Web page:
Funded by her and armed with a fierce determination and will to see it through, Nayar began slowly implementing and evolving the concept. But almost at the onset, there were road blocks. In addition to convincing girls to join the program, ETASHA also faced difficulties when it came to placing the students. “At that time, four year ago, it was quite an uphill task to go to industry and convince them our children who had cleared only their school finals were more equipped then  typical BA graduates with no specific skill sets,” explains Nayar. By this time, she had reached a point where she couldn’t continue supporting the whole process herself.

Formal proposals were drawn and luckily enough, she got a positive response from the first company she approached – Tech Mahindra. Seeing the validity of ETASHA’s concept, they decided to provide full funding that would be phased out over a period of two years for the setting up of centers and career development institutes. “This way, we were working towards self-generation of funds and self-sustenance,” says Nayar.

But that was easier said than done. Caught up in the challenge of rolling out ETASHA and going from training 20 to 400 children in a year, Nayar unwittingly put the self-sustenance model on the back burner. In the second year, she was given a jarring wake-up call when Tech Mahindra said they would be providing only 70 percent of the funding. “That’s when I started to create more projects and approach other companies. We managed to create a substantial pool,” she says. So, by the third year when Tech Mahindra completely pulled out, instead of crashing down, ETASHA managed to stand on its own feet. “But the funding from them was what helped us get the ball rolling.” she adds.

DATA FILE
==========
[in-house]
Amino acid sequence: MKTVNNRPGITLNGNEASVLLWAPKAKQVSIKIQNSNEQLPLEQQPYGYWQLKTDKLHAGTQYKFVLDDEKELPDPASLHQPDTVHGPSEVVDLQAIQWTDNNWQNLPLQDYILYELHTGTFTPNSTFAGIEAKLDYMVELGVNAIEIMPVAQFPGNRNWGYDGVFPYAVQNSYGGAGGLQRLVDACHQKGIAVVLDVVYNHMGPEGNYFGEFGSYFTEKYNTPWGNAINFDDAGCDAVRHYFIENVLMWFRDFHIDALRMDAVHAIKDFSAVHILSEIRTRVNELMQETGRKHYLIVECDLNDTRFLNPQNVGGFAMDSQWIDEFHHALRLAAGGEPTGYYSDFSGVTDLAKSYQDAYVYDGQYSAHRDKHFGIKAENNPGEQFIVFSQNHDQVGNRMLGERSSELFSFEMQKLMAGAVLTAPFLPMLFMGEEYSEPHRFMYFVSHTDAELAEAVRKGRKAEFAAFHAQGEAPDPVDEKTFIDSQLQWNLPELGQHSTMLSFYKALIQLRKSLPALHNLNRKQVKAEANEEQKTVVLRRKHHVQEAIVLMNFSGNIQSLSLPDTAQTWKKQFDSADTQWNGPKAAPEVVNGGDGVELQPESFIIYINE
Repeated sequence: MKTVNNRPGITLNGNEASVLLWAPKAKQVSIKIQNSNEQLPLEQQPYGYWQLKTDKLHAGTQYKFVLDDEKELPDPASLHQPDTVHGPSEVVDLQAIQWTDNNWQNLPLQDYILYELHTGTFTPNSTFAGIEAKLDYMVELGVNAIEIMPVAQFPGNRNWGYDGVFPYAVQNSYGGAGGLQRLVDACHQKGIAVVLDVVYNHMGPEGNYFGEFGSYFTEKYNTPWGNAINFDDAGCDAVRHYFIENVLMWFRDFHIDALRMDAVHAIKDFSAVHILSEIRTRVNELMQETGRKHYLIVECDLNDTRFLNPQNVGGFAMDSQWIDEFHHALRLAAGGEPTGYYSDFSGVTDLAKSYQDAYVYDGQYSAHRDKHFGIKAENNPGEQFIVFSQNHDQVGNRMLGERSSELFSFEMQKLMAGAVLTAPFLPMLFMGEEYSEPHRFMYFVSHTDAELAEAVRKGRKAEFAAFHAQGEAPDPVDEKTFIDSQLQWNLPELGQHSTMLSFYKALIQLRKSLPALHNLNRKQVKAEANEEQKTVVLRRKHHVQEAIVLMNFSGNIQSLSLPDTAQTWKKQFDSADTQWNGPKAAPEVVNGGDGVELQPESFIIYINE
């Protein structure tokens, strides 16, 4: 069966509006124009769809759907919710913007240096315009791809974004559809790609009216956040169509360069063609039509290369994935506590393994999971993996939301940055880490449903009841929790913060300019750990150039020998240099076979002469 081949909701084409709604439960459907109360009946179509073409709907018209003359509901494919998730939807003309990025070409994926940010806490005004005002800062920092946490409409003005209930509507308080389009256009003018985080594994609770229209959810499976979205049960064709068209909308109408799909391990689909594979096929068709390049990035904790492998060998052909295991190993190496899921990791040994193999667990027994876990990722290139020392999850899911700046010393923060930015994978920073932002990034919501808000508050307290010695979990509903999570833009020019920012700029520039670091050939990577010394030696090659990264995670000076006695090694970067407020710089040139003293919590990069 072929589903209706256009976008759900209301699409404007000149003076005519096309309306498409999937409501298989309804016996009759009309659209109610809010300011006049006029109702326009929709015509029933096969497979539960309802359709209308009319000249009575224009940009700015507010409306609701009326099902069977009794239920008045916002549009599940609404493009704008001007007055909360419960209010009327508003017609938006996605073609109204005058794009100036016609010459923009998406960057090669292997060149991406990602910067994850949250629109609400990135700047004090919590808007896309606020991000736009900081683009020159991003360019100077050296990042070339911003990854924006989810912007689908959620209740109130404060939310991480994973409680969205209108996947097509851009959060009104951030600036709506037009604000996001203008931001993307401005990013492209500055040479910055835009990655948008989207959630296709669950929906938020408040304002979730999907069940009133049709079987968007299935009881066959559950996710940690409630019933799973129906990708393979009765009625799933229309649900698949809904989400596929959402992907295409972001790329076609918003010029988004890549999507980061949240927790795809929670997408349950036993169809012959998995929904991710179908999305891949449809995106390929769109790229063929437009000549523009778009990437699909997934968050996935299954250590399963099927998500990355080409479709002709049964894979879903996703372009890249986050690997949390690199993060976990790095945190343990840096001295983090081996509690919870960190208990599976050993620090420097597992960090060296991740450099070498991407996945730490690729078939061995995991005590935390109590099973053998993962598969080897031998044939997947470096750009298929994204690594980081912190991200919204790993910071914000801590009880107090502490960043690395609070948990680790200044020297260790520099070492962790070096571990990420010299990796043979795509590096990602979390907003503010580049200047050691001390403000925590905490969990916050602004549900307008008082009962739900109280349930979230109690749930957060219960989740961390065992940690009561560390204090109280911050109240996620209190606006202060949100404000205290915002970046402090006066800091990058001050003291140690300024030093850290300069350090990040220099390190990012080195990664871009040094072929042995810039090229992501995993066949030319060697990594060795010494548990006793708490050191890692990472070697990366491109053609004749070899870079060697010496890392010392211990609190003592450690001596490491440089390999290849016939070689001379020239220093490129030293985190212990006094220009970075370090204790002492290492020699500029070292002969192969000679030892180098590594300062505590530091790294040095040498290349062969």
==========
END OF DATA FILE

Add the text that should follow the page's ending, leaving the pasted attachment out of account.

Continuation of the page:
With the Tech Mahindra funding coming to an end, the business model had to undergo a change. Where earlier the plan was to set up more centers with the funding, today a model has been evolved wherein ETASHA partners with other NGO’s working with children and adolescents, and vocational training providers. This way, the organization has ready access to students who are 10th grade graduates and has to do incremental work on them. Equally importantly, they are able to stay off fixed costs and grow at the same time.

One of the major projects undertaken by ETASHA was with the Maruti-sponsored ITI. “We identified the skill sets required by the industry and what ITI was training them for,” explain Nayar. With ITI providing the necessary technical skills, ETASHA took care of the soft skills and providing placement support, Almost 85 percent of the students were placed at around one and a half times the salary committed to by ETASHA.

In the last six months, ETASHA has actually managed to place over 80 percent of its students in companies like Westside, NetAmbit, Gianis, Nirula’s and Adecco. It’s no wonder then that big names like Accenture and Barclays are funding programs and asking the organization to run their CSR centers for them.

Still, the battle is far from won for the entrepreneur. Right now, Nayar has the big task of raising funds. “Surviving from project means that you are almost lurching around like an alcohol.” she says.

If her track record is anything to go by though, it would seem that this obstacle too shall be overcome by her sheer dedication and hard work.